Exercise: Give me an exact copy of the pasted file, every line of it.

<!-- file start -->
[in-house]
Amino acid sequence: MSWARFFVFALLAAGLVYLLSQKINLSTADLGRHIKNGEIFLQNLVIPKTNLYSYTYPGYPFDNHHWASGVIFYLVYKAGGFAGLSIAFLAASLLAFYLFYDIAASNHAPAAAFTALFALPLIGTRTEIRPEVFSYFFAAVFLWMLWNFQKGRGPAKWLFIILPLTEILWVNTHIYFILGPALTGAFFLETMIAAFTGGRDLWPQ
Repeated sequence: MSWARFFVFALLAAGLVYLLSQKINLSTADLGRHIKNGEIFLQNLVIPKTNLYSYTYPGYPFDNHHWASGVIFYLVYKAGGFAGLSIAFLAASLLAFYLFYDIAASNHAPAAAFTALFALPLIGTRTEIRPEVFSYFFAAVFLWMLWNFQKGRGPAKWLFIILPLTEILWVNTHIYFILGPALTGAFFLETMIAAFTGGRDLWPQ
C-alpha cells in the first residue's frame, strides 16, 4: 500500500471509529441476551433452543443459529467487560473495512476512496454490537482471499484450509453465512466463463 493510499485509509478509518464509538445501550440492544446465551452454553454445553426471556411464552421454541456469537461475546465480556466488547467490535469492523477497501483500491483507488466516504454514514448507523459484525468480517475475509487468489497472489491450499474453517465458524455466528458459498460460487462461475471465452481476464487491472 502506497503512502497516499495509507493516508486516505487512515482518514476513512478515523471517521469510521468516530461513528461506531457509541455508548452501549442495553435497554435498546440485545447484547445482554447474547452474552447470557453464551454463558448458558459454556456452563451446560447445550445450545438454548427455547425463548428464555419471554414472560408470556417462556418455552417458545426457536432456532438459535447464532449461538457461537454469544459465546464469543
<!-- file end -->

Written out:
[in-house]
Amino acid sequence: MSWARFFVFALLAAGLVYLLSQKINLSTADLGRHIKNGEIFLQNLVIPKTNLYSYTYPGYPFDNHHWASGVIFYLVYKAGGFAGLSIAFLAASLLAFYLFYDIAASNHAPAAAFTALFALPLIGTRTEIRPEVFSYFFAAVFLWMLWNFQKGRGPAKWLFIILPLTEILWVNTHIYFILGPALTGAFFLETMIAAFTGGRDLWPQ
Repeated sequence: MSWARFFVFALLAAGLVYLLSQKINLSTADLGRHIKNGEIFLQNLVIPKTNLYSYTYPGYPFDNHHWASGVIFYLVYKAGGFAGLSIAFLAASLLAFYLFYDIAASNHAPAAAFTALFALPLIGTRTEIRPEVFSYFFAAVFLWMLWNFQKGRGPAKWLFIILPLTEILWVNTHIYFILGPALTGAFFLETMIAAFTGGRDLWPQ
C-alpha cells in the first residue's frame, strides 16, 4: 500500500471509529441476551433452543443459529467487560473495512476512496454490537482471499484450509453465512466463463 493510499485509509478509518464509538445501550440492544446465551452454553454445553426471556411464552421454541456469537461475546465480556466488547467490535469492523477497501483500491483507488466516504454514514448507523459484525468480517475475509487468489497472489491450499474453517465458524455466528458459498460460487462461475471465452481476464487491472 502506497503512502497516499495509507493516508486516505487512515482518514476513512478515523471517521469510521468516530461513528461506531457509541455508548452501549442495553435497554435498546440485545447484547445482554447474547452474552447470557453464551454463558448458558459454556456452563451446560447445550445450545438454548427455547425463548428464555419471554414472560408470556417462556418455552417458545426457536432456532438459535447464532449461538457461537454469544459465546464469543